“I spoke as an individual and I have not given up my right as an individual simply because I’m a public figure at this point," she said. "And I’m not required to do that.”
For his part, Quagliaroli said he disagreed with the consent order as the Cherokee Tea Patriots doesn't legally exists since it's not registered as any formal entity.
Quagliaroli added he spent $4 of his own money to produce the fliers and noted any opinions he expressed on the regional transportation referendum was that of his own and not his organization.
He noted the organization only exists in the "minds of people who gather together."
"I'm sure they will throw it out," he said, referring to the commission. "How can you register an entity that does not legally exist?”
Quagliaroli added the charges were being brought forth by "sleazy politician."
Bosch responded to Cosby's claims that she was acting on behalf of the entire commission by saying she submitted the charges as a citizen, not as a county commissioner.
"No one has ever denied her right or her organization's right to voice their opinion," she said. "However if she would like to influence public opinion in a corporate manner, as she has done, there are certain laws she must comply with."
Bosch went on to say Cosby was made aware of the state laws, but chose to ignore them. She also said Cosby is now "critiquing the law and the organization charged with enforcement."
"Ms. Cosby is once again using the situation to spew her normal propaganda of misinformation and distorted facts," she added.
Bosch added it was "unfortunate" that Quagliaroli has resorted to name calling, adding "he could have avoided all of this by simply complying with the law.
She reiterated that no one is trying to stifle either Cosby or Quagliaroli's free speech, but added there are laws people have to follow when they "organize and begin to lobby for votes in a corporate manner."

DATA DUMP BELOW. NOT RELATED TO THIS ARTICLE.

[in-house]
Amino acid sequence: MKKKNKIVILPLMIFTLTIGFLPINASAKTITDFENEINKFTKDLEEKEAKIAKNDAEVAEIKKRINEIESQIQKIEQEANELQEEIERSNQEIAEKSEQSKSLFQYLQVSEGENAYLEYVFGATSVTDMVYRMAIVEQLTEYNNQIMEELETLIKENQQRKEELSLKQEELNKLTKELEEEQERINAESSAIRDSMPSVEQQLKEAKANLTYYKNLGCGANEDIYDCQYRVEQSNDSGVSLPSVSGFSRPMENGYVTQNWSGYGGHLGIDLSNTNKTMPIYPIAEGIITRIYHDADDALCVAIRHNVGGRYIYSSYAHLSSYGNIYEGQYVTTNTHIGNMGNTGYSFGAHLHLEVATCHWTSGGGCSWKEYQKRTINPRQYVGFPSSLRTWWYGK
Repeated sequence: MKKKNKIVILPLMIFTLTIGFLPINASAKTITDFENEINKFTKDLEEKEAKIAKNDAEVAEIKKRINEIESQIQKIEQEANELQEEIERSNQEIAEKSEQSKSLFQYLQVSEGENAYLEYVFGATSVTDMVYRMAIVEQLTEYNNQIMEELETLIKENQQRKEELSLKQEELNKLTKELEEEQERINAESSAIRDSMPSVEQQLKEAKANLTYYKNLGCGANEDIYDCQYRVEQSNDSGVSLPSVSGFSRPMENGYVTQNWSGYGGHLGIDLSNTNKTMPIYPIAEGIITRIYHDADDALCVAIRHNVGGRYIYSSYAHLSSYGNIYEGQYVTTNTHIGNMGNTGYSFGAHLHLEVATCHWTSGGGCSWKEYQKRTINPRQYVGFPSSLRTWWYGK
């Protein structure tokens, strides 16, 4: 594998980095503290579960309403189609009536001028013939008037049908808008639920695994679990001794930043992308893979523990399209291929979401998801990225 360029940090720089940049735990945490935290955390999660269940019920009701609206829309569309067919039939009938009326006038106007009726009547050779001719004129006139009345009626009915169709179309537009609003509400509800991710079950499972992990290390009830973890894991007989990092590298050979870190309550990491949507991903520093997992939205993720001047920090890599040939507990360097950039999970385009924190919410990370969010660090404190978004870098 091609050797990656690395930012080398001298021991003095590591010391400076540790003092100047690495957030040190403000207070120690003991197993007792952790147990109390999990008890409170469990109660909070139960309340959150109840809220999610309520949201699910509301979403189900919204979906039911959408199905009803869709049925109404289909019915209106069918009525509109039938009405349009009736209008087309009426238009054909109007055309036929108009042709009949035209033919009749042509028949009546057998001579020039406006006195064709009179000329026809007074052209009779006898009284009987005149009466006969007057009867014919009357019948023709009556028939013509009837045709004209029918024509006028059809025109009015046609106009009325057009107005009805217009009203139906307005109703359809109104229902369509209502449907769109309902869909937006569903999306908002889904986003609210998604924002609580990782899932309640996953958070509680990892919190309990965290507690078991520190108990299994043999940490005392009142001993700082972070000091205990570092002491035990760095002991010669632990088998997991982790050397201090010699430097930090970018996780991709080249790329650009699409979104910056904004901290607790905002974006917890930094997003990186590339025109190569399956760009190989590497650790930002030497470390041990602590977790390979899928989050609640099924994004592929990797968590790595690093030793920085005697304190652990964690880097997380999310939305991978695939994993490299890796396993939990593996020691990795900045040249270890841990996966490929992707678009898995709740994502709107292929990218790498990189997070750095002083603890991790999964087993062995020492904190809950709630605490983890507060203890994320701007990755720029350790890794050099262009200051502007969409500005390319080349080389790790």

"The laws are in place to protect the citizens and allow them the ability to find out who and what a group is all about," she said. "Certainly Mr. Quagliaroli would not object to that level of transparency."
Commissioner Hubbard noted it was a "shame" that members of both organizations clamored for candidates to disclose campaign contributions that were under $101, but "deny that they should have to disclose any of the contributions and expenditures they used."
He also noted he was glad to see the state ethics commission move forward with their investigation.
As part of Bosch's complaints, which she formally made in May, she produced a flier that listed County Commission District 2 candidate Channing Ruskell as the "Tea Party favorite." The flier also included Cosby's phone number as the point of contact on the political material.
She also included evidence from District 2 incumbent Commissioner Jim Hubbard that claims Cosby only allowed "favorites" to speak at Tea Party meetings and asked those in attendance to donate money to a fund to help the organization's favorite candidates win the July 31 primary.
Bosch also produced information that was allegedly passed out at meetings, urging Cherokee residents to reject the T-SPLOST proposal.